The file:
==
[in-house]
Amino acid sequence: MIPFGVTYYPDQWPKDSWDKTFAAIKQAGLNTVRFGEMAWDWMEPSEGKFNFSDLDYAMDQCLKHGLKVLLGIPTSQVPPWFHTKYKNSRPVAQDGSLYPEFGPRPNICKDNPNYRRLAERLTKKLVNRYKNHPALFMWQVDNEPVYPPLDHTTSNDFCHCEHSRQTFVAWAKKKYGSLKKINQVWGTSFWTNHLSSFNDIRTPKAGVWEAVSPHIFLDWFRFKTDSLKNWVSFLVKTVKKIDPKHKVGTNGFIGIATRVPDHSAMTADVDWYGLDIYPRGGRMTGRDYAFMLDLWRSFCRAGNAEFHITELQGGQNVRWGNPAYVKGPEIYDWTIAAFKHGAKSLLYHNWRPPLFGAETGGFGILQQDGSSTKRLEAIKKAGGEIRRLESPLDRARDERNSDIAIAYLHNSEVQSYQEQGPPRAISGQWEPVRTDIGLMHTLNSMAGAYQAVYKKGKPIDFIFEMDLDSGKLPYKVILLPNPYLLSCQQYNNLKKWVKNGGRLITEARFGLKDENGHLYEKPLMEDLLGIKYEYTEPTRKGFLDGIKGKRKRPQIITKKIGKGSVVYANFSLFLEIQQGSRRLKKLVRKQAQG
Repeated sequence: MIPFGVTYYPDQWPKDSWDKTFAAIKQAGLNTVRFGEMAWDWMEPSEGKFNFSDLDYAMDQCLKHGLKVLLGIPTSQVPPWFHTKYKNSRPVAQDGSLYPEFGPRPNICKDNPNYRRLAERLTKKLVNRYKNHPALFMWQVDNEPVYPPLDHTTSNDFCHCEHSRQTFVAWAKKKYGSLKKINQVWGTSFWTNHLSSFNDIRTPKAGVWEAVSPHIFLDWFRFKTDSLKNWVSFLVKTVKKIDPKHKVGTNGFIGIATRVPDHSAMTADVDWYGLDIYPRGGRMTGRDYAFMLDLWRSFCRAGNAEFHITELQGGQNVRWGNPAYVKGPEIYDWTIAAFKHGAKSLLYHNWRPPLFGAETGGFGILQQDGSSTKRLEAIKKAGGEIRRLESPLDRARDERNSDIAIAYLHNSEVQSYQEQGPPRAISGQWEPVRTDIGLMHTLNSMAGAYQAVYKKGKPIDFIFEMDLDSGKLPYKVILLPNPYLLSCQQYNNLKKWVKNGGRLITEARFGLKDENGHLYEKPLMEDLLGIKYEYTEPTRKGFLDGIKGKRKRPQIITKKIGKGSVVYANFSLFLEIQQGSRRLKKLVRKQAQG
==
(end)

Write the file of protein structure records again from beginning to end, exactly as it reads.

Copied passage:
[in-house]
Amino acid sequence: MIPFGVTYYPDQWPKDSWDKTFAAIKQAGLNTVRFGEMAWDWMEPSEGKFNFSDLDYAMDQCLKHGLKVLLGIPTSQVPPWFHTKYKNSRPVAQDGSLYPEFGPRPNICKDNPNYRRLAERLTKKLVNRYKNHPALFMWQVDNEPVYPPLDHTTSNDFCHCEHSRQTFVAWAKKKYGSLKKINQVWGTSFWTNHLSSFNDIRTPKAGVWEAVSPHIFLDWFRFKTDSLKNWVSFLVKTVKKIDPKHKVGTNGFIGIATRVPDHSAMTADVDWYGLDIYPRGGRMTGRDYAFMLDLWRSFCRAGNAEFHITELQGGQNVRWGNPAYVKGPEIYDWTIAAFKHGAKSLLYHNWRPPLFGAETGGFGILQQDGSSTKRLEAIKKAGGEIRRLESPLDRARDERNSDIAIAYLHNSEVQSYQEQGPPRAISGQWEPVRTDIGLMHTLNSMAGAYQAVYKKGKPIDFIFEMDLDSGKLPYKVILLPNPYLLSCQQYNNLKKWVKNGGRLITEARFGLKDENGHLYEKPLMEDLLGIKYEYTEPTRKGFLDGIKGKRKRPQIITKKIGKGSVVYANFSLFLEIQQGSRRLKKLVRKQAQG
Repeated sequence: MIPFGVTYYPDQWPKDSWDKTFAAIKQAGLNTVRFGEMAWDWMEPSEGKFNFSDLDYAMDQCLKHGLKVLLGIPTSQVPPWFHTKYKNSRPVAQDGSLYPEFGPRPNICKDNPNYRRLAERLTKKLVNRYKNHPALFMWQVDNEPVYPPLDHTTSNDFCHCEHSRQTFVAWAKKKYGSLKKINQVWGTSFWTNHLSSFNDIRTPKAGVWEAVSPHIFLDWFRFKTDSLKNWVSFLVKTVKKIDPKHKVGTNGFIGIATRVPDHSAMTADVDWYGLDIYPRGGRMTGRDYAFMLDLWRSFCRAGNAEFHITELQGGQNVRWGNPAYVKGPEIYDWTIAAFKHGAKSLLYHNWRPPLFGAETGGFGILQQDGSSTKRLEAIKKAGGEIRRLESPLDRARDERNSDIAIAYLHNSEVQSYQEQGPPRAISGQWEPVRTDIGLMHTLNSMAGAYQAVYKKGKPIDFIFEMDLDSGKLPYKVILLPNPYLLSCQQYNNLKKWVKNGGRLITEARFGLKDENGHLYEKPLMEDLLGIKYEYTEPTRKGFLDGIKGKRKRPQIITKKIGKGSVVYANFSLFLEIQQGSRRLKKLVRKQAQG